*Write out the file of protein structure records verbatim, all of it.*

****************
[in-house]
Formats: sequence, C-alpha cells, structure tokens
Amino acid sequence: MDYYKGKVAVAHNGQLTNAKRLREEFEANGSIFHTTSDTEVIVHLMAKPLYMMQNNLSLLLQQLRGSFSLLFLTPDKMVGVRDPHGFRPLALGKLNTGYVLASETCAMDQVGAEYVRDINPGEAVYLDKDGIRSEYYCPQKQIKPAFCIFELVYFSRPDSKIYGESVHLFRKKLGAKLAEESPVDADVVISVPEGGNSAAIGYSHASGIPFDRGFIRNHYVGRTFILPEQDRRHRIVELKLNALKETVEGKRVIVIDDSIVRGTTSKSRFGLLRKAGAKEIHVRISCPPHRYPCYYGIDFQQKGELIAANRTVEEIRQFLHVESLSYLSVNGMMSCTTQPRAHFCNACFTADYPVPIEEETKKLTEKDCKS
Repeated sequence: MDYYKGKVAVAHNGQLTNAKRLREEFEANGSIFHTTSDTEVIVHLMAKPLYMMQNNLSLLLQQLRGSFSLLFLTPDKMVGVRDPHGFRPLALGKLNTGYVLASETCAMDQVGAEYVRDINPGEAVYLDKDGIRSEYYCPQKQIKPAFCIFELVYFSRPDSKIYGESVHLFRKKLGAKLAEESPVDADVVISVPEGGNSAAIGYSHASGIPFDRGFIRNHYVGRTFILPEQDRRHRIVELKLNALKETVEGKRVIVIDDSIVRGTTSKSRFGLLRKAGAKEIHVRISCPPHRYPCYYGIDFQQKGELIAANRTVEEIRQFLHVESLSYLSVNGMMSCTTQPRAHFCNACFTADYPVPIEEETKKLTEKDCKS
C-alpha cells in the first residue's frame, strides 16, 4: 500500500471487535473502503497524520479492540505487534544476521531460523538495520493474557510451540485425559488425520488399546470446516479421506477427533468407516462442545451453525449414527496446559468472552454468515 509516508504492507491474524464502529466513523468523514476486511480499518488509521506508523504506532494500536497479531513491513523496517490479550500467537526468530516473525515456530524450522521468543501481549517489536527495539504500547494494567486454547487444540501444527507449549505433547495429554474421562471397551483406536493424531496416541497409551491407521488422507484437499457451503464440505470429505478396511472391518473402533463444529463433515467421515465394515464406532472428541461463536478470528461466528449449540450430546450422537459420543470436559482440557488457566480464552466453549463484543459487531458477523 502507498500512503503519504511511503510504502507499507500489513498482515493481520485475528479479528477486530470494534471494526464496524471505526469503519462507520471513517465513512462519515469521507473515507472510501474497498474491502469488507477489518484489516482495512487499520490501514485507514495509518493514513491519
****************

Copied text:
[in-house]
Formats: sequence, C-alpha cells, structure tokens
Amino acid sequence: MDYYKGKVAVAHNGQLTNAKRLREEFEANGSIFHTTSDTEVIVHLMAKPLYMMQNNLSLLLQQLRGSFSLLFLTPDKMVGVRDPHGFRPLALGKLNTGYVLASETCAMDQVGAEYVRDINPGEAVYLDKDGIRSEYYCPQKQIKPAFCIFELVYFSRPDSKIYGESVHLFRKKLGAKLAEESPVDADVVISVPEGGNSAAIGYSHASGIPFDRGFIRNHYVGRTFILPEQDRRHRIVELKLNALKETVEGKRVIVIDDSIVRGTTSKSRFGLLRKAGAKEIHVRISCPPHRYPCYYGIDFQQKGELIAANRTVEEIRQFLHVESLSYLSVNGMMSCTTQPRAHFCNACFTADYPVPIEEETKKLTEKDCKS
Repeated sequence: MDYYKGKVAVAHNGQLTNAKRLREEFEANGSIFHTTSDTEVIVHLMAKPLYMMQNNLSLLLQQLRGSFSLLFLTPDKMVGVRDPHGFRPLALGKLNTGYVLASETCAMDQVGAEYVRDINPGEAVYLDKDGIRSEYYCPQKQIKPAFCIFELVYFSRPDSKIYGESVHLFRKKLGAKLAEESPVDADVVISVPEGGNSAAIGYSHASGIPFDRGFIRNHYVGRTFILPEQDRRHRIVELKLNALKETVEGKRVIVIDDSIVRGTTSKSRFGLLRKAGAKEIHVRISCPPHRYPCYYGIDFQQKGELIAANRTVEEIRQFLHVESLSYLSVNGMMSCTTQPRAHFCNACFTADYPVPIEEETKKLTEKDCKS
C-alpha cells in the first residue's frame, strides 16, 4: 500500500471487535473502503497524520479492540505487534544476521531460523538495520493474557510451540485425559488425520488399546470446516479421506477427533468407516462442545451453525449414527496446559468472552454468515 509516508504492507491474524464502529466513523468523514476486511480499518488509521506508523504506532494500536497479531513491513523496517490479550500467537526468530516473525515456530524450522521468543501481549517489536527495539504500547494494567486454547487444540501444527507449549505433547495429554474421562471397551483406536493424531496416541497409551491407521488422507484437499457451503464440505470429505478396511472391518473402533463444529463433515467421515465394515464406532472428541461463536478470528461466528449449540450430546450422537459420543470436559482440557488457566480464552466453549463484543459487531458477523 502507498500512503503519504511511503510504502507499507500489513498482515493481520485475528479479528477486530470494534471494526464496524471505526469503519462507520471513517465513512462519515469521507473515507472510501474497498474491502469488507477489518484489516482495512487499520490501514485507514495509518493514513491519